Choose plantings that attract beneficial parasitic wasps

Tobacco hornworms

Tobacco hornworms, other caterpillars and many other pest insects are parasitized and killed by beneficial, parasitic wasps.

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Published: Thursday, March 20, 2014 at 11:59 AM.

Invisible to the naked eye, harmless to humans and a natural enemy of pest insects, parasitic wasps roam the landscape in search of an unsuspecting host in which to lay their eggs. In addition to being an important natural pest control, parasitic wasps are also necessary as pollinators in agriculture and home gardens, and often rely on the same flowering plants that attract honeybees and other pollinators. While it may sound like science fiction, parasitic wasps are real, and many are living right in your own back yard!

What are parasitic wasps?

We have all heard of parasites. Ticks, fleas, and mosquitoes likely come to mind because they parasitize humans and spread disease. Parasitic wasps do the same thing; however, they do not cause harm to humans. Instead, these wasps parasitize other insects, most of which are pests in the garden. With almost 1,900 species in North America, parasitic wasps are an abundant and vital resource, which makes them very important as a natural source of pest control.

Parasitic wasps belong to the same group of insects as predatory wasps, such as yellow jackets and hornets; however, they are much smaller. Most species of parasitic wasps are microscopic and are invisible to the naked eye; one wasp species, called the “fairy fly” is smaller than the head of a pin and depends on wind currents to fly.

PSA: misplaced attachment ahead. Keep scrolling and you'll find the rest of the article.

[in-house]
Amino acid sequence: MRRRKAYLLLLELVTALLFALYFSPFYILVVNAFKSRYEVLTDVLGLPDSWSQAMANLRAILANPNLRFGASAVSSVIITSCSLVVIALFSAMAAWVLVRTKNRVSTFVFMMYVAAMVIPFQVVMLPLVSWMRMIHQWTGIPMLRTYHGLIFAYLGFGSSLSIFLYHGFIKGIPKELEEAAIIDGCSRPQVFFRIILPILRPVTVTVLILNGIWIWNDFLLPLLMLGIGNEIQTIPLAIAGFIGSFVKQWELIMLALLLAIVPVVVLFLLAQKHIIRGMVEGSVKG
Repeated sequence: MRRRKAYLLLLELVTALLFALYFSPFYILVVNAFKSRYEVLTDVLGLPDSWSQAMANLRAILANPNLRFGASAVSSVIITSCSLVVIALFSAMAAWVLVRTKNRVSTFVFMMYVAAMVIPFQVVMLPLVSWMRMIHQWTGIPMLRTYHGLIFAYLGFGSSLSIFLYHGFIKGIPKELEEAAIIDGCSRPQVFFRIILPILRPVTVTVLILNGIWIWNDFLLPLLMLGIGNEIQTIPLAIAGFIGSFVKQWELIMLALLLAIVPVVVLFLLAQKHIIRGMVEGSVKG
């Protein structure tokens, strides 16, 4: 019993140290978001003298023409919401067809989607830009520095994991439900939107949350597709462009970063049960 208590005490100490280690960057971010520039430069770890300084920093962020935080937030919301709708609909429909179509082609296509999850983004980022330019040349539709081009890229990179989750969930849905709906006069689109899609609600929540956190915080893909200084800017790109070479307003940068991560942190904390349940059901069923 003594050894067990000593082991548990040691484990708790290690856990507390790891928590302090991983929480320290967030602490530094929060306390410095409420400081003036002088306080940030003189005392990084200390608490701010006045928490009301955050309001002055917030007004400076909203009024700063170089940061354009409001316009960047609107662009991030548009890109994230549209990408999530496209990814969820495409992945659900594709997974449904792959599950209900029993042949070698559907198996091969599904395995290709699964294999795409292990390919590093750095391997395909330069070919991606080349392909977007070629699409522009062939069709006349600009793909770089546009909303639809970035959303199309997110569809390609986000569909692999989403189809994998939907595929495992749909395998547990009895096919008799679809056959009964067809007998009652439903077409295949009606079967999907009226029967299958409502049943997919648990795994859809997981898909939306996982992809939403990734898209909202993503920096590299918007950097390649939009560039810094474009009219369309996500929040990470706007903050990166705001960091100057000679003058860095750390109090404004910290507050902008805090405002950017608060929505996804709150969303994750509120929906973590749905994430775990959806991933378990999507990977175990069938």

Parasitic wasps are exceptionally beneficial to home gardeners because they attack many insects that plague our gardens, including caterpillars, stink bugs, aphids, and scale insects. In terms of economics, parasitic wasps save farmers and homeowners millions of dollars in chemical applications each year.

How do they control pests?

Like their predatory cousins, parasitic wasps use a stinger to paralyze their prey; however, instead of feeding on their prey, these wasps lay their eggs either on or inside a host insect. The venom of the wasp paralyzes the host, often causing it to stop feeding, which is good for your plants, but bad for the insect. Like something out of science fiction, parasitic wasps use their host as an incubation chamber. The larvae hatch and mature inside their host, feeding on nonessential fluids of its prey.



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